A new study shows how our brain makes new memories, without deleting the older ones.
Columbia scientists have developed a new mathematical model that helps to explain how the human brain’s biological complexity allows it to lay down new memories without wiping out old ones, illustrating how the brain maintains the fidelity of memories for years, decades or even a lifetime.
This model could help neuroscientists design more targeted studies of memory, and also spur advances in neuromorphic hardware, powerful computing systems inspired by the human brain.
- Samajwadi Party Crisis Deepens: Here’s How It Will Impact UP Polls
- 24 Maoists Killed In Encounter In Odisha
- Varun Gandhi Under Attack Over Defence Deals: Here’s How
- This Diwali, Let Blind Students Brighten Up your Homes With Candles & Diyas
- CBI Files Supplementary Chargesheet In Sheena Bora Murder Case
- Soha Ali Khan And Vir Das Starrer 31st October Audience Reaction
- Sahara Chief Subrata Roy’s Parole Extended Till November 28
- Simple Tips To Secure Your Debit Card From Fraudsters
- New Zealand & India Team Being Welcomed In Chandigarh
- Mumbai Call Centre Scam: All You Need To Know
- Jammu Kashmir Chief Minister Mehbooba Mufti Appeals To Police: Here’s What She Said
- Shocker From Ahmedabad: Find Out What Happened
- Bigg Boss 10 Day 3 Review: Celebs Fail To Do Well in First Task
- Airtel Offers 10GB Data At Rs 259 For New 4G Smartphone Users
- Aamir Khan Starrer Dangal’s Trailer Launched: First Impressions
“The brain is continually receiving, organizing and storing memories. These processes, which have been studied in countless experiments, are so complex that scientists have been developing mathematical models in order to fully understand them,” said Stefano Fusi, the paper’s senior author. “The model that we have developed finally explains why the biology and chemistry underlying memory are so complex, and how this complexity drives the brain’s ability to remember.”
Memories are widely believed to be stored in synapses, tiny structures on the surface of neurons. These synapses act as conduits, transmitting the information housed inside electrical pulses that normally pass from neuron to neuron. In the earliest memory models, the strength of electrical signals that passed through synapses was compared to a volume knob on a stereo; it dialed up to boost (or down to lower) the connection strength between neurons. This allowed for the formation of memories.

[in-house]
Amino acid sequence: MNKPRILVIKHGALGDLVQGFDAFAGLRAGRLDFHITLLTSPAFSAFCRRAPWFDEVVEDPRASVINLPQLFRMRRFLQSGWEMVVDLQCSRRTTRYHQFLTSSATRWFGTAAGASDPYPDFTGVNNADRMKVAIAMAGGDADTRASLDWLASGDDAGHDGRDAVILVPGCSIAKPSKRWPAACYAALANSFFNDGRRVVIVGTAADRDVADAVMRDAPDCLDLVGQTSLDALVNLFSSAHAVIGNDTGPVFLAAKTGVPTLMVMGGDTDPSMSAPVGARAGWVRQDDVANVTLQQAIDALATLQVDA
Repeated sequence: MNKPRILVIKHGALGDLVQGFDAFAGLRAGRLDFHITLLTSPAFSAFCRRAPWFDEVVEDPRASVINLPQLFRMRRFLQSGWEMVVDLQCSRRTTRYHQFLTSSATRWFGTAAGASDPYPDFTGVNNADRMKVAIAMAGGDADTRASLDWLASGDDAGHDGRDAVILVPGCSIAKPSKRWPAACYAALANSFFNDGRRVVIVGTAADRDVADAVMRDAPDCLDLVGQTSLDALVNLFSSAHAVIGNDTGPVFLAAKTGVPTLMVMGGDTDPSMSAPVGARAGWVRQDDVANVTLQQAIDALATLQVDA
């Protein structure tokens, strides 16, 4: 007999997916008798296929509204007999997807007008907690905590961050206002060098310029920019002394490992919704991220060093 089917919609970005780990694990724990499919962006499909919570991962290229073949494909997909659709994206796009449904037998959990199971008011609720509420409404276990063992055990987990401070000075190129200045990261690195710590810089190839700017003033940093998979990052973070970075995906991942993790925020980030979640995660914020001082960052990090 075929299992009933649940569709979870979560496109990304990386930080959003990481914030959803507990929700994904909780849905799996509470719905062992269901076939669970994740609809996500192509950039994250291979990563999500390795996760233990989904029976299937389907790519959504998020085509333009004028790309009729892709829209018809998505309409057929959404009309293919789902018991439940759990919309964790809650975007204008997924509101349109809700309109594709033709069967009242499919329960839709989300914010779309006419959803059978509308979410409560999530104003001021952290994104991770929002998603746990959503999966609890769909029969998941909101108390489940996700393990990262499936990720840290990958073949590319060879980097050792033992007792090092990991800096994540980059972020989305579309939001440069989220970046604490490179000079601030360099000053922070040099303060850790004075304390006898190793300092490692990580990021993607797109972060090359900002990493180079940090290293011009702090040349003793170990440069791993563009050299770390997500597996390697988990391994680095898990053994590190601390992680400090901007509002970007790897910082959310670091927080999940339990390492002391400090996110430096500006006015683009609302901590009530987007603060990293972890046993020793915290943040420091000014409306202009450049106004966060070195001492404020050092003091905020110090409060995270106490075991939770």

These models worked extremely well, as they accounted for enormous memory capacity. But they also posed an intriguing dilemma.
“The problem with a simple, dial-like model of how synapses function was that it was assumed their strength could be dialed up or down indefinitely,” said Dr Fusi, adding, “But in the real world this can’t happen. Whether it’s the volume knob on a stereo, or any biological system, there has to be a physical limit to how much it could turn.”
When these limits were imposed, the memory capacity of these models collapsed.
So Dr Fusi, in collaboration with fellow Zuckerman Institute investigator Larry Abbot offered an alternative each synapse is more complex than just one dial, and instead should be described as a system with multiple dials.
In 2005, Drs Fusi and Abbott published research explaining this idea. They described how different dials within a synapse could operate in tandem to form new memories while protecting old ones. But even that model, the authors later realized, fell short of what they believed the brain, particularly the human brain, could hold.
“We came to realize that the various synaptic components, or dials, not only functioned at different timescales, but were also likely communicating with each other,” said Marcus Benna, the first author of today’s Nature Neuroscience paper. “Once we added the communication between components to our model, the storage capacity increased by an enormous factor, becoming far more representative of what is achieved inside the living brain.”
See what else is making news.
Dr Benna likened the components of this new model to a system of beakers connected to each other through a series of tubes.
“In a set of interconnected beakers, each filled with different amounts of water, the liquid will tend to flow between them such that the water levels become equalized. In our model, the beakers represent the various components within a synapse,” explained Dr Benna. “Adding liquid to one of the beakers or removing some of it represents the encoding of new memories. Over time, the resulting flow of liquid will diffuse across the other beakers, corresponding to the long-term storage of memories.”
Both the researchers are hopeful that this work can help neuroscientists in the lab, by acting as a theoretical framework to guide future experiments, ultimately leading to a more complete and more detailed characterization of the brain.
“While the synaptic basis of memory is well accepted, in no small part due to the work of Nobel laureate and Zuckerman Institute codirector Dr Eric Kandel, clarifying how synapses support memories over many years without degradation has been extremely difficult,” said Dr Abbott “The work of Drs Benna and Fusi should serve as a guide for researchers exploring the molecular complexity of the synapse.”
The technological implications of this model are also promising. Dr Fusi has long been intrigued by neuromorphic hardware, computers that are designed to imitate a biological brain.
“Today, neuromorphic hardware is limited by memory capacity, which can be catastrophically low when these systems are designed to learn autonomously,” said Dr Fusi “Creating a better model of synaptic memory could help to solve this problem, speeding up the development of electronic devices that are both compact and energy efficient and just as powerful as the human brain.”
This paper titled, “Computational principles of synaptic memory consolidation” is published online in Nature Neuroscience.